Leonard Miyata <leonard @
>>Besides Boing's secure network, Gemini Computer's GEMSOS kernal, and of
>>course the original Honeywell Multics, what other "A-1" systems are out
>>there to gain experiance on?
>mjr replied: Why? Are you interested in software archeology?
> Most of the A1 systems out there were obsolete before anyone
>even started coding them. One of the problems with the higher orange
>book classifications is that the evaluation is tied to a hardware
>platform. So - if your system is evaluated on an 80286 (remember
>them!?) that's the official platform for that evaluation. Add a
>card, change a CPU, use a different box, and you have to (theoretically)
>go through a whole new round of testing in a process called RAMP in
>which you laboriously prove that that differences don't affect the
>security of the system.
> By the time it's all said and done, the software is an
>ancient crusty version of something nobody but a dinosaur would
>touch (I've used MULTICS, and it makes MUMPS look sleek and
>polished in comparison) and it costs not one arm, but both, and
>at least one leg.
> There are still orange book systems out there, and there
>are still people working on them, but that's really part of the
>government's typical inability to terminate an unsuccessful
An A1 system user once commented to me that his system had to be secure
because it was so bloody unfriendly even he had difficulty getting into it.
There is much truth in mjr's comments. The higher levels of secure system
criteria are very difficult to achieve without developing a system from
ground up and that takes time. Therefore, the IT industry has moved on
several generations even before the product can be submitted for evaluation.
That evaluation takes time and makes the system even more historic
technologically. Some users feel the need to go through this process but
because they are few in number, the resulting high level systems are not
only archeology, but very expensive. There may also be such heavy
concentration on assurance issues that the system functions poorly as an
ITSEC allows much more flexibility than TCSEC in permitting hardware changes
and it also measures assurance and functionality as two subject areas. The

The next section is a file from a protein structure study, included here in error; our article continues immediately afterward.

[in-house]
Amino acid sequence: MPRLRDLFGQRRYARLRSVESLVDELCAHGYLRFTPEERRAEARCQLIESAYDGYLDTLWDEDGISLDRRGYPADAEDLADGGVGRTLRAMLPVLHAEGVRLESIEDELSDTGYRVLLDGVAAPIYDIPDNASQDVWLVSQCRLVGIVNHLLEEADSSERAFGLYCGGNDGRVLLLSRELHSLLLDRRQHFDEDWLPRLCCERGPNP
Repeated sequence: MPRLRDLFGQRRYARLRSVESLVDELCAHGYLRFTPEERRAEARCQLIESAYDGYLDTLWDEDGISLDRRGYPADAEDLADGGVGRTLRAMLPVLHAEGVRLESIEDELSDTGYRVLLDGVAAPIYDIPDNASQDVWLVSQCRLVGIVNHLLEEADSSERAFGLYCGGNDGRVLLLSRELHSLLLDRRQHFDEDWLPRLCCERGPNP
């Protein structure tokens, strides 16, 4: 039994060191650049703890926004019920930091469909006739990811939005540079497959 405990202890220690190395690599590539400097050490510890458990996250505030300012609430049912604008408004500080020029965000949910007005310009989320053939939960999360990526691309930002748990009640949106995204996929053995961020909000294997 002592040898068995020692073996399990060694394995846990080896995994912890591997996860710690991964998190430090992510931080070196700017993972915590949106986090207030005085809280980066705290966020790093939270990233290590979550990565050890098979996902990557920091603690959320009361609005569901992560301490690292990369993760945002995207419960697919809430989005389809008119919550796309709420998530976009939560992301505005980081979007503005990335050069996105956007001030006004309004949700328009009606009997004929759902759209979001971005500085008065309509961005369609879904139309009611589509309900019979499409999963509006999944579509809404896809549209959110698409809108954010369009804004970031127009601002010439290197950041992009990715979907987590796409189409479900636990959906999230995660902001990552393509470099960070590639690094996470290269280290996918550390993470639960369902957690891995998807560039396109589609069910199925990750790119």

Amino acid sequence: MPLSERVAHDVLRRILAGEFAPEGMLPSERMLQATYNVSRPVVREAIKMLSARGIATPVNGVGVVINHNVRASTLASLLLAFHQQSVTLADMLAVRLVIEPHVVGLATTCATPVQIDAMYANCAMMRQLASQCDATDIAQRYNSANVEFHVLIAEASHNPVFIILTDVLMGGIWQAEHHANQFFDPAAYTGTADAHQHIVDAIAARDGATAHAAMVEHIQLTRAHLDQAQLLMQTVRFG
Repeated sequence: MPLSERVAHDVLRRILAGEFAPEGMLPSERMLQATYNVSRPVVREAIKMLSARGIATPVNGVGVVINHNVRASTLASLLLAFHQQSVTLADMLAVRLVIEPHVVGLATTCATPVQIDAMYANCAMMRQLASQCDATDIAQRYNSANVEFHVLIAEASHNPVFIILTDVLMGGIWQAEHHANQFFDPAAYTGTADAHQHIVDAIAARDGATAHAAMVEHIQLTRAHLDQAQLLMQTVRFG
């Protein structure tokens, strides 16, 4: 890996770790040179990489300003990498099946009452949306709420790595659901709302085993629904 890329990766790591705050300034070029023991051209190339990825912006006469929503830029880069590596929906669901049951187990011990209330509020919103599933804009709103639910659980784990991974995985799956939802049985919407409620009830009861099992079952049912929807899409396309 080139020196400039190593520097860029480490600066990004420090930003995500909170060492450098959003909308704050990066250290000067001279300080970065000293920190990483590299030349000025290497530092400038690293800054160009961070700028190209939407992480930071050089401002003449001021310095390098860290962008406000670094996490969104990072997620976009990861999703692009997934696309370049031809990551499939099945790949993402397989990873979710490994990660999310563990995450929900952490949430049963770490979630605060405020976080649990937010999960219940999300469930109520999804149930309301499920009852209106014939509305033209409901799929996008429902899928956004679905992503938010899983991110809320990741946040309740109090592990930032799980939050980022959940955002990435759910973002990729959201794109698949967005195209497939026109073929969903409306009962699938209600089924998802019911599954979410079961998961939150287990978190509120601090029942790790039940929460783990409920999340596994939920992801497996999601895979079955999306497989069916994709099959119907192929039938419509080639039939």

Common Criteria may prove to offer even greater flexibility and may cater
for vendor self-certification at least in the lower levels. It remains to be
seen if that is an advantage and certainly introduces the risk that a vendor
may claim, or encourage others to claim, a level of achievement which is
much greater than reality. An example of this could be claims circulating
that Windows NT is a B2 product. It doesnt much matter if those claims come
from the vendor or from someone else, the confusion will be considerable and
some people may procure a system in the belief that it offers a level of
protection which it is incapable of providing. That is one clear
justification for having a system of evaluation by a third party, government
or commercial. However, it does not resolve the issues of creating a
criteria which is both independent and meaningful.
Experience shows that however much time is spent attempting to produce a
reliable criteria which meets security attainment needs and still allows
modern functionality, the basic problem is that the IT industry is geared to
proving new sexy products with poor quality control. It is not unusual for
the development of a trusted system to spend more time wringing out basic
bugs in popular base products then it does in introducing specific assurance
techniques. As long as customers are influenced primarily by low prices and
sexy new gismos, vendors will address those perceived requirements rather
than produce well engineered and documented products.